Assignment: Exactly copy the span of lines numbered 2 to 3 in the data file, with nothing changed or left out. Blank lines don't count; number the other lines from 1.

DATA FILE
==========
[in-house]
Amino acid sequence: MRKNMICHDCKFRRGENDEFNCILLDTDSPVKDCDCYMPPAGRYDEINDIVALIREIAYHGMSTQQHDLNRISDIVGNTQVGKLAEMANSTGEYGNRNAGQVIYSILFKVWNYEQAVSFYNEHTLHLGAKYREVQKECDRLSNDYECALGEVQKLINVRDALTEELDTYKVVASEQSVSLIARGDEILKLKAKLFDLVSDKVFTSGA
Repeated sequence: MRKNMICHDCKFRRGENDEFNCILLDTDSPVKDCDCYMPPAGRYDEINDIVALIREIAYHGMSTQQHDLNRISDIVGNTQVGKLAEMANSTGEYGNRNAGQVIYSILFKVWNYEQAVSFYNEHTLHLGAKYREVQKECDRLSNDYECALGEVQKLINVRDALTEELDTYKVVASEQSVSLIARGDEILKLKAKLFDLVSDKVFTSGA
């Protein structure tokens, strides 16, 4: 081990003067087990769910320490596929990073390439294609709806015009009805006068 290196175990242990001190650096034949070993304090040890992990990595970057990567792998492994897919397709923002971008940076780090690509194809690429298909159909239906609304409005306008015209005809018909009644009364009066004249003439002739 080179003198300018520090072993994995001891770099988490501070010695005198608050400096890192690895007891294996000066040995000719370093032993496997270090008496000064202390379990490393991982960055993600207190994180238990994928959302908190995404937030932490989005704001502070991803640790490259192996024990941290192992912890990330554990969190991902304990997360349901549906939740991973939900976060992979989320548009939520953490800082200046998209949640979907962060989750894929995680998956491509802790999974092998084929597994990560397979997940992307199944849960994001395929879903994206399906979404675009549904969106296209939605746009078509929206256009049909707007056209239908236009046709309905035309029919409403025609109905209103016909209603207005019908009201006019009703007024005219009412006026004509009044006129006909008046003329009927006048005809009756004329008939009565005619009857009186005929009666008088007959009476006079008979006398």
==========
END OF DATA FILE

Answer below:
Amino acid sequence: MRKNMICHDCKFRRGENDEFNCILLDTDSPVKDCDCYMPPAGRYDEINDIVALIREIAYHGMSTQQHDLNRISDIVGNTQVGKLAEMANSTGEYGNRNAGQVIYSILFKVWNYEQAVSFYNEHTLHLGAKYREVQKECDRLSNDYECALGEVQKLINVRDALTEELDTYKVVASEQSVSLIARGDEILKLKAKLFDLVSDKVFTSGA
Repeated sequence: MRKNMICHDCKFRRGENDEFNCILLDTDSPVKDCDCYMPPAGRYDEINDIVALIREIAYHGMSTQQHDLNRISDIVGNTQVGKLAEMANSTGEYGNRNAGQVIYSILFKVWNYEQAVSFYNEHTLHLGAKYREVQKECDRLSNDYECALGEVQKLINVRDALTEELDTYKVVASEQSVSLIARGDEILKLKAKLFDLVSDKVFTSGA